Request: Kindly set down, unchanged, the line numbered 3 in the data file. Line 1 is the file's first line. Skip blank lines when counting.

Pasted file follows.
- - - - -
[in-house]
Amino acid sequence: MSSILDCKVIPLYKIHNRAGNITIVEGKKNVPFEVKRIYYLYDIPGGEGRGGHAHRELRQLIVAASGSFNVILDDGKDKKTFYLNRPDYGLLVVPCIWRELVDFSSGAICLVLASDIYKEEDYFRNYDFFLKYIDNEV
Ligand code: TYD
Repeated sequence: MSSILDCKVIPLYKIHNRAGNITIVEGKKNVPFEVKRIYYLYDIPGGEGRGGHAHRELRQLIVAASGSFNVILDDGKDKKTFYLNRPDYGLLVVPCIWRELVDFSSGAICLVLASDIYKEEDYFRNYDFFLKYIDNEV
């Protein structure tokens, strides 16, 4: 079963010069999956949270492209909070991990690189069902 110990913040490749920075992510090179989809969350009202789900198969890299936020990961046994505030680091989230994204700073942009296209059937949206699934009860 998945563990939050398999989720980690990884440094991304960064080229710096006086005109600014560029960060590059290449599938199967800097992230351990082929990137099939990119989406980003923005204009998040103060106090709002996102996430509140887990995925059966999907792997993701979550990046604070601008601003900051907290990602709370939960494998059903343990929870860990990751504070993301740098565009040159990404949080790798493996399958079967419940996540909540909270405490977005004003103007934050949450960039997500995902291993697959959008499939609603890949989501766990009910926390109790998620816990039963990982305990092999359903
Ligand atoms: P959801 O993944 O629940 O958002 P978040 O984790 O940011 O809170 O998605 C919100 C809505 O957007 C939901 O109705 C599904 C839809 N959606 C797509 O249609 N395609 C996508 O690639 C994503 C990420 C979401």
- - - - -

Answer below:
Ligand code: TYD